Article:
Author: Michael Farr
Publisher: Last Gasp of San Francisco
Explores the sources in real life of all the Tintin adventures, from the characters to the scenery.
Comics in Translation
Author: Federico Zanettin
Comics are a pervasive art form and an intrinsic part of the cultural fabric of most countries. And yet, relatively little has been written on the translation of comics. Comics in Translation attempts to address this gap in the literature and to offer the first and most comprehensive account of various aspects of a diverse range of social practices subsumed under the label 'comics'. Focusing on the role played by translation in shaping graphic narratives that appear in various formats, different contributors examine various aspects of this popular phenomenon. Topics covered include the impact of globalization and localization processes on the ways in which translated comics are embedded in cultures; the import of editorial and publishing practices; textual strategies adopted in translating comics, including the translation of culture- and language-specific features; and the interplay between visual and verbal messages. Comics in translation examines comics that originate in different cultures, belong to quite different genres, and are aimed at readers of different age groups and cultural backgrounds, from Disney comics to Art Spiegelman's Maus, from Katsuhiro Ōtomo's Akira to Goscinny and Uderzo's Astérix. The contributions are based on first-hand research and exemplify a wide range of approaches. Languages covered include English, Italian, Spanish, Arabic, French, German, Japanese and Inuit. The volume features illustrations from the works discussed and an extensive annotated bibliography. Contributors include: Raffaella Baccolini, Nadine Celotti, Adele D'Arcangelo, Catherine Delesse, Elena Di Giovanni, Heike Elisabeth Jüngst, Valerio Rota, Carmen Valero-Garcés, Federico Zanettin and Jehan Zitawi.
Hergé, Son of Tintin
Author: Benoit Peeters, Tina A. Kover
Publisher: JHU Press
"Author of the critically acclaimed Tintin and the World of Hergé and the last person to interview Remi, Benoit Peeters tells the complete story behind Hergé's origins and shows how and why the nom de plume grew into a larger-than-Remi personality as Tintin's popularity exploded. Drawing on interviews and using recently uncovered primary sources for the first time, Peeters reveals Remi as a neurotic man who sought to escape the troubles of his past by allowing Hergé's identity to subsume his own. As Tintin adventured, Hergé lived out a romanticized version of life for Remi."--Jacket.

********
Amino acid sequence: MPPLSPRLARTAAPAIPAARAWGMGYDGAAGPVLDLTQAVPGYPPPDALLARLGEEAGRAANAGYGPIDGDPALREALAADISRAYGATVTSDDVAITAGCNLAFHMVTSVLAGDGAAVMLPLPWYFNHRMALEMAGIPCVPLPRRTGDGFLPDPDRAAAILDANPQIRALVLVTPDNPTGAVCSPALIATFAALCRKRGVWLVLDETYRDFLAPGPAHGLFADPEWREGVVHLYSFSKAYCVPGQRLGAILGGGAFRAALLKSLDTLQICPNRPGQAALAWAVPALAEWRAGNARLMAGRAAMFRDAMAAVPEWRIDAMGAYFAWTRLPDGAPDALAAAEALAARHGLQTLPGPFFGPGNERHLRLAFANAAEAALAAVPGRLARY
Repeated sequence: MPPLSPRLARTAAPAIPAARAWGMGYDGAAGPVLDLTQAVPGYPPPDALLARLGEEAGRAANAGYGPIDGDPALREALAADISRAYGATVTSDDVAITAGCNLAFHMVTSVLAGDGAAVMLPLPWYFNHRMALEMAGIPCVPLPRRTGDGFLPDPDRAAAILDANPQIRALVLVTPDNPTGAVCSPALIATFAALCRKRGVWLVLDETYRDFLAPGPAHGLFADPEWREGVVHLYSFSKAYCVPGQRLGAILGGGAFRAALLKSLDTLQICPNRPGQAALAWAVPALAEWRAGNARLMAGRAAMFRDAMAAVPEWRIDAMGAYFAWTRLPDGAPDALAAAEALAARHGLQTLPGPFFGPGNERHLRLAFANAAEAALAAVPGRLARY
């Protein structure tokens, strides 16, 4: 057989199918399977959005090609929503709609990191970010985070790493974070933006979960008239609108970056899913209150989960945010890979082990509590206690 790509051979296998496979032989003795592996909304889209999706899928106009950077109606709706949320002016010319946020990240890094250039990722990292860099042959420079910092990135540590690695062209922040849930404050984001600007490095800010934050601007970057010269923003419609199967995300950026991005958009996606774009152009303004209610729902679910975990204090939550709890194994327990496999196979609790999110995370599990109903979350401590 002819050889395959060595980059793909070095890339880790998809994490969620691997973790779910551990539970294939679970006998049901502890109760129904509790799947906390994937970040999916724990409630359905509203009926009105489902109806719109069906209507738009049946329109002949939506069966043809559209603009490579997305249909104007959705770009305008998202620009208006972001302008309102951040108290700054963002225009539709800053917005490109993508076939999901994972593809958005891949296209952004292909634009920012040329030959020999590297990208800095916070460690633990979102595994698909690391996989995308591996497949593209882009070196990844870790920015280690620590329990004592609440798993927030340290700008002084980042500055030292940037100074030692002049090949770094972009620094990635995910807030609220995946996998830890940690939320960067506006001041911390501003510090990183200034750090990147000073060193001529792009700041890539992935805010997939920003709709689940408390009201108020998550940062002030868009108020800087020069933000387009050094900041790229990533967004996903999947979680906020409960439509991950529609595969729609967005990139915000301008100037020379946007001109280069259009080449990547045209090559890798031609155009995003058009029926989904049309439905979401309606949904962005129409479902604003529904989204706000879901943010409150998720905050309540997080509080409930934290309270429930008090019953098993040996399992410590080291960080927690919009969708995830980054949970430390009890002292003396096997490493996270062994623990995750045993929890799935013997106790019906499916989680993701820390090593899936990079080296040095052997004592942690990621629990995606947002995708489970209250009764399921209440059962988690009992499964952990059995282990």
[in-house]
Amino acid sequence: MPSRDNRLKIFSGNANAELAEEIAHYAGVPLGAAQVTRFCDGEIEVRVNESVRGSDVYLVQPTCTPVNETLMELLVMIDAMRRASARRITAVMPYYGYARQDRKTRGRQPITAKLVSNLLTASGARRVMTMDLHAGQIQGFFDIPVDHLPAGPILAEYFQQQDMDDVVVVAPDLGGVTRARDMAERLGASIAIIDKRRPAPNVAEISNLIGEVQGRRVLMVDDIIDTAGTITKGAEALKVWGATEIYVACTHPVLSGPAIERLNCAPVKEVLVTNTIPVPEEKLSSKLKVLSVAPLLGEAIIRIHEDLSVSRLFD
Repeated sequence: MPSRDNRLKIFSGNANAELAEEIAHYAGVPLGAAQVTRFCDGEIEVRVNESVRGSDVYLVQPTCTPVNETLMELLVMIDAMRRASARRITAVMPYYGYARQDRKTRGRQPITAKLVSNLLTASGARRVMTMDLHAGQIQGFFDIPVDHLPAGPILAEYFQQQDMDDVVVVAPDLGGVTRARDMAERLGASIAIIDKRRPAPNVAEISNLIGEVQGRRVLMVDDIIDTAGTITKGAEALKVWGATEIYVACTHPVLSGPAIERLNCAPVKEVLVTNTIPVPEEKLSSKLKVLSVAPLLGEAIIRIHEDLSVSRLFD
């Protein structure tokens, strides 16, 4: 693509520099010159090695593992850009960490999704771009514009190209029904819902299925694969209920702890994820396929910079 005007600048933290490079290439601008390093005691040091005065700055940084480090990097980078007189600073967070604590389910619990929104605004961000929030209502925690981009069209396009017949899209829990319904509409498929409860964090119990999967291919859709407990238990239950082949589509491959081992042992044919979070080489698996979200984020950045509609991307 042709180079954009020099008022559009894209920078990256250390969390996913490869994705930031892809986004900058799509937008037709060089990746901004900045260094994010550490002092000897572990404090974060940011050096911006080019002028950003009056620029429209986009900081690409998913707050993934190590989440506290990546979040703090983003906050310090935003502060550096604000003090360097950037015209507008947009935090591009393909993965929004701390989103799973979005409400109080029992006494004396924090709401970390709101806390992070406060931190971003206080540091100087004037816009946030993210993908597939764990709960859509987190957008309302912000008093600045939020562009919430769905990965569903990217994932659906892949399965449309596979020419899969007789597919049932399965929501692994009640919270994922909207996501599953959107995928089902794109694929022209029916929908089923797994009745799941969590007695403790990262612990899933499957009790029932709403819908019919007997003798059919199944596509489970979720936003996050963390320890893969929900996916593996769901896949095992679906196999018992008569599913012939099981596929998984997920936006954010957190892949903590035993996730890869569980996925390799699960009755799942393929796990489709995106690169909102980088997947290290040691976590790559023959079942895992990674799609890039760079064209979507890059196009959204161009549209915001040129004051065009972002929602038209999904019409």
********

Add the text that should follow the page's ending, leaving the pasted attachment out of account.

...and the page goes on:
Tegneserie. Faraos cigarer: Efter mødet med en ægyptolog, hvirvles Tintin og hans vakse hund Terry ind i nogle utroligt dramatiske begivenheder, der leder Tintin på sporet af en international heroinsmuglerbande. Den blå Lotus: Tintin jager opiumsforbrydere i Shanghai
Includes entries for maps and atlases.
The world’s most famous travelling reporter must unearth the truth behind the strange cigars bearing a pharaoh’s symbol. On the hunt for an Egyptologist and a mysterious ancient pharaoh, Tintin scours Egypt and India. He makes friends with elephants, narrowly avoids falling victim to the poison of madness and saves a maharajah from a killer tiger. Join the most iconic character in comics as he embarks on an extraordinary adventure spanning historical and political events, and thrilling mysteries. Still selling over 100,000 copies every year in the UK and having been adapted for the silver screen by Steven Spielberg and Peter Jackson in 2011. The Adventures of Tintin continue to charm more than 80 years after they first found their way into publication. Since then an estimated 230 million copies have been sold, proving that comic books have the same power to entertain children and adults in the 21st century as they did in the early 20th.
Land of Black Gold
Publisher: Paw Prints
Tintin and Snowy search the peril-ridden deserts and villages of the Middle East for the men intent on sabotaging Europe's gasoline supplies
Author: Harry Thompson
Publisher: John Murray
The little black-and-white cartoon figure of Tintin first appeared in Belgium in 1929 in a Catholic newspaper where his creator, Herg?©, worked. Harry Thompson looks at the story of Herg?©, of Tintin and his origins, and beyond to when President de Gaulle could call Tintin 'his only rival'.